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  • Anne

3 Ways to Protect Your Energy: Strengths Summer Safety, Part II

Updated: Feb 27


As I mentioned in Part I of our Strengths Summer Safety series, we instinctively protect ourselves from the summer heat and sun. We rarely think about protecting ourselves from something we encounter much more frequently–wasting our mental energy.


PROTECTING YOUR ENERGY

According to studies published in the Harvard Business Review, we only have about 90-120 minutes of peak mental energy (1) and 5 or fewer hours of near peak mental energy (2) each day. If you haven’t gotten enough sleep, that amount is lower. How do you use your energy? If you’re like most supervisors, constant interruptions and “emergencies” quickly eat up your precious energy reserves.


1. Focus Your Attention | Where your attention is, so goes your energy. Every time you focus on making a decision, meeting with someone, or solving a problem, you spend energy. If you’re a chronic over thinker, all of the back and forth doesn’t just eat up your time, it depletes your energy. If you have a tendency to over think or replay things over and over, develop strategies that help you make decisions efficiently. When you start to over think, ask yourself if that’s the best use of your energy.


Likewise, whenever you’re asked to weigh in on an issue, it takes energy…huge amounts of energy if you have chronic over thinkers on your staff. How many decisions do you actually need to be involved in? How many people have access to you, even though other people should be handling those situations? All of these distractions add up and prevent you from using your best energy on your most important tasks. Empower your staff to make decisions and handle most things without you. Schedule regular meetings with team members to discuss the issues they need your input on. There’s a huge difference between being available and ALWAYS being available.


2. Stay in Your Strengths Zone | Gallup found that employees who work in their Strengths Zone are more productive. Why? Because when you focus on the things you do well, your energy is used efficiently. In fact, when you’re operating in your Strengths Zone you’re often energized. Think about the last time you did something where time seemed to both fly by and stand still. Maybe you were working on something all day, but when you stopped you were surprised at how much time had actually passed. If you’re like most people, you were left with a sense of satisfaction, not exhaustion.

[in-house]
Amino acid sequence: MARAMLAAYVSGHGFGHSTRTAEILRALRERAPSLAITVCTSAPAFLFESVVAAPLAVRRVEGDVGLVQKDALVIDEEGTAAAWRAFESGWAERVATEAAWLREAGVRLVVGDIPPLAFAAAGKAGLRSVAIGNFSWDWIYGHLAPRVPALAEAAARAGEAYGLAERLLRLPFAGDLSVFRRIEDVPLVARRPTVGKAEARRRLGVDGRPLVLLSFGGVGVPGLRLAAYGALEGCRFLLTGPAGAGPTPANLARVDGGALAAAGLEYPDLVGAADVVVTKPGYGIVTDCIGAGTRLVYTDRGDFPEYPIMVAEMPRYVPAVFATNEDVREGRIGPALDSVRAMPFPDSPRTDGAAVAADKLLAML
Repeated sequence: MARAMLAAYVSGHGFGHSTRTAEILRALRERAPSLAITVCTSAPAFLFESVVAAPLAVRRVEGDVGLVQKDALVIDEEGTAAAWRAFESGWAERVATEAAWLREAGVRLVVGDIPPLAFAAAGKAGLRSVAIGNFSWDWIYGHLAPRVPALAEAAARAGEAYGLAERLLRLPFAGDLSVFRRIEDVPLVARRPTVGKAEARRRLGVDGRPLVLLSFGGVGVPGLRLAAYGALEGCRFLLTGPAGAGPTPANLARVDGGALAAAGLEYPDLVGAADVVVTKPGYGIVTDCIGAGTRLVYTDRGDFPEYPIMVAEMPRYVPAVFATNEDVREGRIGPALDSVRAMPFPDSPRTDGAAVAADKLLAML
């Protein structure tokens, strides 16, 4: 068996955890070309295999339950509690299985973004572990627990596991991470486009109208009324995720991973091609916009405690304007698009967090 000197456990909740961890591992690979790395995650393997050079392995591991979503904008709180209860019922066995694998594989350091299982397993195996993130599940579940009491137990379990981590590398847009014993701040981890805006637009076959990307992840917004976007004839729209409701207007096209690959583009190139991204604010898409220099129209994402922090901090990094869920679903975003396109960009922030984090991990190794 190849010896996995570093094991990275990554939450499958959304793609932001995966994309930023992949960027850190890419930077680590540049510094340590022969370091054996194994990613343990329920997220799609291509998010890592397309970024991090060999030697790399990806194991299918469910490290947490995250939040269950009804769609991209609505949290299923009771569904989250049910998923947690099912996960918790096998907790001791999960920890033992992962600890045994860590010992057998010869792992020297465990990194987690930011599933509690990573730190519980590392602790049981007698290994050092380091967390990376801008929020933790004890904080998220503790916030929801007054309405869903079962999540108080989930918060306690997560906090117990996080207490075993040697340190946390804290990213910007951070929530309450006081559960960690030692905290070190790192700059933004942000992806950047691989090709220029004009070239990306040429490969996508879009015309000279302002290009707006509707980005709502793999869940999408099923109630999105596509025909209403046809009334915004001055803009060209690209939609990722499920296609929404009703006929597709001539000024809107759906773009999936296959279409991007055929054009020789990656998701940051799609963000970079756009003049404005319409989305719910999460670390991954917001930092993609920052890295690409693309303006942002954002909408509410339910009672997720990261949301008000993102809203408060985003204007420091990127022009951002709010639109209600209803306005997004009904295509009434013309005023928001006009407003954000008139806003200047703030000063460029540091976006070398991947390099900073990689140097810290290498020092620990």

Look at your dominant Talent Themes (CliftonStrengths). What parts of your job best match your Strengths? That’s where your Strengths Zone lies. While you can’t just not do things that don’t fall in your Strengths Zone, there are ways to get them done more efficiently. One way is to reframe those tasks so they better play to your Strengths. For example, Empathy is low for me talent-wise, but in Res Life I wouldn’t be effective at my job without it, so I reframed it in terms of my Strategic. I needed to develop empathy skills (skills, not the talent) to be able to do my job strategically.


Another way to handle non-Strengths Zone tasks is through complementary partnerships. That’s when you find people who LOVE working on the crap you hate and vice versa. We often assume if we hate something, everyone does. I HATE spreadsheets and analyzing data, but I found a student worker who LOVED it. Other people on my team HATED brainstorming, but I was always happy to help develop ideas and it energized me. Win-win. Think about the last time you had to do something that definitely was NOT in your Strengths Zone. How long did it take and how drained did you feel? I guarantee someone whose talents were in sync with that task can do it faster and use less energy.


3. Stay Out of the Basement | If you aren’t familiar, Gallup talks about using talent in terms of basements and balconies. Basically, when you’re on the balcony, your using your talents productively. When you’re in the basement, you’re not. Being in the basement can be a huge energy suck. The over thinking I mentioned earlier is usually from basement behavior.


Some examples:

  1. I have Input, which is great for getting relevant info to help make decisions. Unfortunately, when it’s in the basement, it wants to research forever. That can mean too much research to realistically use and less time for getting things done. I can waste huge amounts of energy looking up articles and websites if I’m not careful.

  2. Several of my friends have Achiever. Man o’ man can then get things crossed off their lists. Unfortunately, when they’re having a basement moment, it means that they’re not taking the time to assess whether the things on their lists are worth doing. In other words, they’re busy but not in a productive way, which is ultimately a waste of energy.

  3. Back to me again. When I had a particularly challenging supervisor, my Strategic often slid into the basement. This supervisor had a habit of jumping into certain situations and making mountains out of molehills. Thus, I started spending huge amounts of energy trying to keep situations under her radar by being overly strategic with EVERYTHING. I started over thinking every step I took, even though 8 times out of 10 she never got involved. It was exhausting for me and a huge waste of my energy.

When you start thinking about your energy as a finite resource, you become more careful about where you use it. When people or situation try to get your attention, make sure it’s the best use of your limited energy. That doesn’t mean ignoring the needs of your students or staff. It just means setting systems and structuring your energy that allows you to use your peak energy on the most important things first.


(1) https://hbr.org/2007/10/manage-your-energy-not-your-time

(2) https://www.ncbi.nlm.nih.gov/pmc/articles/PMC2691450/

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